SLASH: It's _welcome_ to the jungle-the perfect introduction to Guns N' Roses.
AXL: I consider this song to be the most representative of what we're like.
IZZY: It's about Hollywood streets; true to life.
SLASH: That's the first song I had that Axl wrote lyrics to and helped me write. I had the riff part of it.
AXL: Yeah, I wrote the words in Seattle. It's a big city, but at the same time it's still a small city compared to L.A. and the things that you're gonna learn. It seemed a lot more rural up there. I just wrote how it looked to me. If someone comes to town and they want to find something, they can find whatever they want.
SLASH: It came across, I think it was, on the third take. We did the whole album that way. Second or third take. That's where spontaneity comes from. If you don't get it by then, you've lost the feel of it.
STEVEN: I like the cowbell part.
DUFF: A song West (Arkeen) and myself wrote. It's an account of a time me and him, and also the rest of the band, were kinda going through-we didn't have money, but we had a lot of hangers on and girls we could basically live off of...things were just too easy. There's an emptiness; it's so easy.
AXL: I got the greatest picture. I cut this ad out of Hustler magazine. It's this girl bent over so her ass is up in the air and it says: "it's so easy."
DUFF: No way!
AXL: Yeah, it's an ad for Easy Dates.
SLASH: There's a lot to say for that period of time when you start to lose the excitement of just chasing chicks. You start going after really bizarre girls, like librarians and stuff. Just to catch 'em; to say I finally went out and caught a girl that wouldn't be my normal kinda date, cause everything else is starting to get...'it's so easy'.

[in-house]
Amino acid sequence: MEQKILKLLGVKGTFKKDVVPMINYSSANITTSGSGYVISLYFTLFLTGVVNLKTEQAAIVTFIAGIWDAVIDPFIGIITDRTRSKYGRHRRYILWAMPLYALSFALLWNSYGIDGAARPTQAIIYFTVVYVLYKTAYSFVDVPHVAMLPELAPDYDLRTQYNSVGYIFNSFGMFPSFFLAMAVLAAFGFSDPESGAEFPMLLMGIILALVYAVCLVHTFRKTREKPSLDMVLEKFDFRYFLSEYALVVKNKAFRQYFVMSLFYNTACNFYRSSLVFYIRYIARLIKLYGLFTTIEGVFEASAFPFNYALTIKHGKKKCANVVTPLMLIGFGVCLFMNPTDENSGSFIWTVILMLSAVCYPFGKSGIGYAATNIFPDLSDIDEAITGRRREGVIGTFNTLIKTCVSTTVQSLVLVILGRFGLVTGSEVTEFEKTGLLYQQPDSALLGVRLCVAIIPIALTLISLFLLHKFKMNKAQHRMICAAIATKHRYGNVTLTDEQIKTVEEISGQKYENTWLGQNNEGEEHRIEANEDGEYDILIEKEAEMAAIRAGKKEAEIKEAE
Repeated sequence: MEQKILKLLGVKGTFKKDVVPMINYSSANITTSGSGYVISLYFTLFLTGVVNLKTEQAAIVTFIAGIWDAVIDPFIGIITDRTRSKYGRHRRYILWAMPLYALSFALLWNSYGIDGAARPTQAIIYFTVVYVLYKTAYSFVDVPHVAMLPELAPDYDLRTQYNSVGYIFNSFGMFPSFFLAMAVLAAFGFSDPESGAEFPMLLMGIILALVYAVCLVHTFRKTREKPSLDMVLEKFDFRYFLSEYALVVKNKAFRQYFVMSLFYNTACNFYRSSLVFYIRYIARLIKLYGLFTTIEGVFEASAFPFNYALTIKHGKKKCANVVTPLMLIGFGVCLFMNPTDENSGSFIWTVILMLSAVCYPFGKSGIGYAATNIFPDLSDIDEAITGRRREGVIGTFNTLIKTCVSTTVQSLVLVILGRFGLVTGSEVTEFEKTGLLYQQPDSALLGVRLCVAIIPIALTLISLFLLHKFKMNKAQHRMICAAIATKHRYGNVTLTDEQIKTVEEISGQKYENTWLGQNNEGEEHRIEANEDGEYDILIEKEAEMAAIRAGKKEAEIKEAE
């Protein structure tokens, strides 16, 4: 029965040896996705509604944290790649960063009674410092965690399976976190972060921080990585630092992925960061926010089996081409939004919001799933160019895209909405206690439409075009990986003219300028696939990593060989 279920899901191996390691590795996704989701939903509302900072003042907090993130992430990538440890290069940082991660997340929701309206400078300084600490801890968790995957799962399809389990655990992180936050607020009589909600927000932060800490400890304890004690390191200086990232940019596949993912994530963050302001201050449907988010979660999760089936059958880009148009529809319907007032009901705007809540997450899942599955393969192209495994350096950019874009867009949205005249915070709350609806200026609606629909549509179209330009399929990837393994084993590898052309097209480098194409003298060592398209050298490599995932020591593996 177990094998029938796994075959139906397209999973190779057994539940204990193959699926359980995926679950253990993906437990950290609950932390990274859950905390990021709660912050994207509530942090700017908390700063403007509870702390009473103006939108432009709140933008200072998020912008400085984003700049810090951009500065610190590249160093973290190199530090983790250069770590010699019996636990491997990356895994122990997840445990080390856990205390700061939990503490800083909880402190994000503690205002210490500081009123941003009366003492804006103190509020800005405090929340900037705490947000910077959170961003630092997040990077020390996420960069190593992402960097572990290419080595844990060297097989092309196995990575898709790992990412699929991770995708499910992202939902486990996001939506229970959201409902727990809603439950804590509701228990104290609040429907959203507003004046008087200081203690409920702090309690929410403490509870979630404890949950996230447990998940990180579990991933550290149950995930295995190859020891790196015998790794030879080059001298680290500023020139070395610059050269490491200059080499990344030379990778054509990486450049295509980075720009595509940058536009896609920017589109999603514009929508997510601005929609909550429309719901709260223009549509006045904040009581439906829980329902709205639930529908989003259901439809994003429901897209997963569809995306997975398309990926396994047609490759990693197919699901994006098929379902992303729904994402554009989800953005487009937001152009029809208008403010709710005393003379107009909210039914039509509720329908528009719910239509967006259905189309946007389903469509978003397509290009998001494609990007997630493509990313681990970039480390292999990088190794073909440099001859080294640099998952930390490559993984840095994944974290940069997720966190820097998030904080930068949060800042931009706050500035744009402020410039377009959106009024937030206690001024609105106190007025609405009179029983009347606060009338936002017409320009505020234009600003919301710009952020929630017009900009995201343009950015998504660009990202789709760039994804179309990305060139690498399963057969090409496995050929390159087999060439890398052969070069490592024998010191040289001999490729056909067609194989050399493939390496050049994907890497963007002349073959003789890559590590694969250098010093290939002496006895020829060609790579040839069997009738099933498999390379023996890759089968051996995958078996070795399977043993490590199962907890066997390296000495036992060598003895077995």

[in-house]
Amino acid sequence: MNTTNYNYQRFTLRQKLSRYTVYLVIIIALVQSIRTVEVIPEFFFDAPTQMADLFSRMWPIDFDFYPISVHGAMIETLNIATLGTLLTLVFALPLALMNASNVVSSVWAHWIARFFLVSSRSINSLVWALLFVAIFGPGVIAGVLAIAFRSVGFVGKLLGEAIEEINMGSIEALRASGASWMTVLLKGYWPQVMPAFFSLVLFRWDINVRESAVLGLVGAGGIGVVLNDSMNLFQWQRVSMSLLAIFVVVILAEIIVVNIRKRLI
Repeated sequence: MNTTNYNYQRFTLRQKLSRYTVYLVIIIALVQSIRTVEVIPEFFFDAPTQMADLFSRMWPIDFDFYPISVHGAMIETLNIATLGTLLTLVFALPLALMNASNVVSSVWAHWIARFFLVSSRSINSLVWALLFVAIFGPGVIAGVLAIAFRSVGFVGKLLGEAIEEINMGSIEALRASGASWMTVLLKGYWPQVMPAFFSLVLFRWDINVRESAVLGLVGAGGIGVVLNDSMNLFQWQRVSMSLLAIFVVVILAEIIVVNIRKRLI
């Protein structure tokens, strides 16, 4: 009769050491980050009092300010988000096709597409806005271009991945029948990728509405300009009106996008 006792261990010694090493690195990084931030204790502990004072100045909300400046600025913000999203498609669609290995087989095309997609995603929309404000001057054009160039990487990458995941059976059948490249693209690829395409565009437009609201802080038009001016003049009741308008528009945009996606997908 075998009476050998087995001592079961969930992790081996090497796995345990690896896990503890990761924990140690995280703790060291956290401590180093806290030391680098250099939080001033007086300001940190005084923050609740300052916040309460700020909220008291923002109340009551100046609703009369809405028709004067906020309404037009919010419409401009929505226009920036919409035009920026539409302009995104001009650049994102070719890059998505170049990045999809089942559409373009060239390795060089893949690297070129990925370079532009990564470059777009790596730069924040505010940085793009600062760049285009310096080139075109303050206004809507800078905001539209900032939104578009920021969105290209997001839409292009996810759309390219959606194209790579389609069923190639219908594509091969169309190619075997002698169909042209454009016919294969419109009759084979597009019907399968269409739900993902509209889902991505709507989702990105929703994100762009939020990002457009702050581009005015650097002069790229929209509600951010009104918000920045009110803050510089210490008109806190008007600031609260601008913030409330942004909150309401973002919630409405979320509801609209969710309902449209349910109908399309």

AXL: I sang in a low voice because that fit the attitude of that song better. Wasn't something I really thought about, I just started doing it. People ask why I don't sing like that on a lot of songs and it's only because I just sing whatever the song deserves. And it deserves being sung different than the other material. It's a hard tight, simple, punk rock song. When I went to England they said punk's been dead for ten years. And I said, "it's really weird because America doesn't know that."
STEVEN: Great rhythm. Just rocks. Personally I like the guitar solo in it. I like that part of the song 'cause me and Duff are rockin'. Has more feel to it than just a machine.
SLASH: At the grocery store the other night some kid saw me looking for wine and he says, 'hey man, let's get some Nightrain.' Anyway...so Nightrain is just like Jungle, it's very indicative of what the band's all about. I remember when it first came together, we'd hitchhiked to the Rainbow and were walking down to the Troubadour and just started yelling 'Nightrain' 'cause we were drinking it...
AXL: It's a dollar a bottle, 19% alcohol and a quart of it, you'll black out. It's cheap.
IZZY: We hung out at the Troubadour, but it was dead and we just started fantasizing and walking back up to the Strip just singing along.
DUFF: We were living in the Gardener Street studio, where we had one little box of a room. We had no money but we could dig up a buck to go down to this liquor store. It happened to have this great wine called Nightrain that would fuck you up for a dollar. Five dollars and you'd be gone. We lived off this stuff.
AXL: At the time we didn't know anything about anybody else's version of a song called Nightrain either.
SLASH: It's more attitude and describing how you feel when you're on it, rather than necessarily how you may be. You feel invincible.
AXL: The lyrics are saying 'I've always been in trouble but I'm still handling it.' Like every time you turn around, someone is trying to screw you over financially, or the cops are banging on your door and you didn't do anything. It's just being railroaded into something and trying to get out from underneath it. You know - parents, teachers, preachers... everybody. The last verse Slash and I put together as a joke 'cause we were talking about how we get in fights sometimes, and how some people get pissed off that you're drunk. But they're the ones that bought the bottle of whiskey to get you drunk on. Some people say I got a chip on my shoulder.